What is a popover? That is the question that Lucia Gamboa has been busy answering the past several months. Customers of her Instagram store @bakedbylg have been getting the answer in pieces of fluffy, crisp, golden brown batter-made pudding. From her posts, we gathered that popovers are the American version of England’s Yorkshire pudding, are also known as Laplanders, and can be eaten by itself or with a piece of steak. Baked by LG’s menu offers three flavors: Classic Emmental Cheese, White Truffle Cheese, and this weekend’s fresh drop, Jamon Serrano.


There’s nothing quite like Lucia’s products in the local market, “I like the challenge of having my popovers as the first popovers that they’re gonna try,” she says. The 18-year-old credits her dad for the idea. Lucia is the daughter of J Gamboa, the chef at the helm of popular restaurants, Milky Way, Azuthai, Tsukiji, and Cirkulo. His suggestion for popovers came up last year, as Lucia discovered a knack for baking during enhanced community quarantine. “I was really just baking things I would eat, things I crave, things I knew like cookies, apple crumble, cinnamon buns, brioche bread, snickerdoodles, stuff like that,” she enumerates. When the popovers entered the picture, the hobby turned into a business.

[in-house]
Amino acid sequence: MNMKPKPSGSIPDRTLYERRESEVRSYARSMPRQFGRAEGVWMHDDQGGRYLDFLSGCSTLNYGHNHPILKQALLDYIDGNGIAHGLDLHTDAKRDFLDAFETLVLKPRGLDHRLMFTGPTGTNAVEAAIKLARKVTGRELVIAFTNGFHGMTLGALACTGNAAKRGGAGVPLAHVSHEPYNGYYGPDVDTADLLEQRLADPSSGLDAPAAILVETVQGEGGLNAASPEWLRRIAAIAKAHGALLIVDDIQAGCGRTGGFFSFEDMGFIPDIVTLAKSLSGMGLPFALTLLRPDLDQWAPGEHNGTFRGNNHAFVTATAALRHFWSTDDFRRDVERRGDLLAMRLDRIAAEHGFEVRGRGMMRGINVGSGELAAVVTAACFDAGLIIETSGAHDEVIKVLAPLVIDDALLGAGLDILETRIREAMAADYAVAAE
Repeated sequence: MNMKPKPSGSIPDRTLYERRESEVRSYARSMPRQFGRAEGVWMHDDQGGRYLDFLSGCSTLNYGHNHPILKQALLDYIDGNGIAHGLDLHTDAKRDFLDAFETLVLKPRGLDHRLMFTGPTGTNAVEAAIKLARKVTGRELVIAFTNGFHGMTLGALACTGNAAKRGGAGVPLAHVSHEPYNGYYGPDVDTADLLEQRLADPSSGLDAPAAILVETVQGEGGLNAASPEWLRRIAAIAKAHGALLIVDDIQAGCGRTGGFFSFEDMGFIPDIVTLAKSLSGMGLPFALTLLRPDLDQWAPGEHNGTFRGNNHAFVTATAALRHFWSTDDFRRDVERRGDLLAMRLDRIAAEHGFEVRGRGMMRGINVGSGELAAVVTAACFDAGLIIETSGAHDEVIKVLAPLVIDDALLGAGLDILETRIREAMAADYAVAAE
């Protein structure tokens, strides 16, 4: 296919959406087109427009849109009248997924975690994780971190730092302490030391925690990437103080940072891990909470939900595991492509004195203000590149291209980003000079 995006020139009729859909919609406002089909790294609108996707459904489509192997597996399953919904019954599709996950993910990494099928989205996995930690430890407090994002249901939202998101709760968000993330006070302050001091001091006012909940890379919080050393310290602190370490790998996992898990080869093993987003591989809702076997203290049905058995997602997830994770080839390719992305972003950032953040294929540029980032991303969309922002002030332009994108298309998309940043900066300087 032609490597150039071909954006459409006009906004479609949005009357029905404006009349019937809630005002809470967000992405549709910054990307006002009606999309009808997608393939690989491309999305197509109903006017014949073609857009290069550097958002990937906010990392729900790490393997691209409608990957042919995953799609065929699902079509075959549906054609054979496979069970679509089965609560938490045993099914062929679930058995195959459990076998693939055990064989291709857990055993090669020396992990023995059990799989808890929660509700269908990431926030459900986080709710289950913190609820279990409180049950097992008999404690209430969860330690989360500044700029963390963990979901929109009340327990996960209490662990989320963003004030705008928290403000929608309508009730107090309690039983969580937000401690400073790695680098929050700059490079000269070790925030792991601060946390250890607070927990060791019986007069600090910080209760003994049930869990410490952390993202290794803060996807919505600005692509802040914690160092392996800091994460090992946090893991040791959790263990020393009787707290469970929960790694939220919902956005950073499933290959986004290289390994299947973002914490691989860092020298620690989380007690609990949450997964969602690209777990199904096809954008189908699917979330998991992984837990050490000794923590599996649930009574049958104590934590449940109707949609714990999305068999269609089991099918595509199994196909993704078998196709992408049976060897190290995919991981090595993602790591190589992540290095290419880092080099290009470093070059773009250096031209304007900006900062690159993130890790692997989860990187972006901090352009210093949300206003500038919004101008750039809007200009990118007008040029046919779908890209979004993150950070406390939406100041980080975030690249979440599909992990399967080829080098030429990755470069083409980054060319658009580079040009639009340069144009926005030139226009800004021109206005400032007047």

It took her roughly two months to come up with the final recipe. “The most challenging thing about the popovers is the temperature. There has to be a certain temperature for it to pop and for the size to be exactly how I want it,” she explains. For this, Lucia relies on their Smeg Victoria range cooker. “It has become an essential in all of my baking ventures, and most especially in the creation of the perfect popover,” she claims. “The oven gets the right temperature, it doesn’t flutter much like the last oven that I had. It’s super easy to use, very convenient. It has a temperature dial on the rim of the oven so I don’t really need to come back and check all the time, it’s really helpful and reliable,” she attests. 


It’s been a little over a year since they purchased their Smeg Victoria range cooker and she has nothing but good words for their cream-colored 90cm unit. “It’s the best,” she quips. “We bought it because of the pandemic. Since we knew that we were going to spend a lot of time at home, we wanted to get a really good range cooker for us to use daily.” 



Father and daughter have different interests in the kitchen, he likes the flexibility of the culinary side while she loves the exactness of baking. So the electric oven is her turf while her dad uses the gas hob. “The Smeg Victoria range cooker is not only stylish, but is also both powerful and precise which really helps in my cooking and Lucia’s baking. It’s durable and allows the two of us to work at the same time,” chef J Gamboa vouches.


They often take turns using it, but on weekends, they have their Smeg Victoria range cooker working hard, simultaneously cooking and baking. “Even though I’m baking at 400 degrees, he can still cook on top,” Lucia points out. Built with excellent cavity insulation and a multiple-layered heat reflective glass, the outer door surface of the Smeg Victoria’s oven stays cool to the touch. “We just have to coordinate our time - when I need to open the oven and when he needs the space,” she shares. Other than that, they’re both silent in the kitchen, absorbed in their tasks.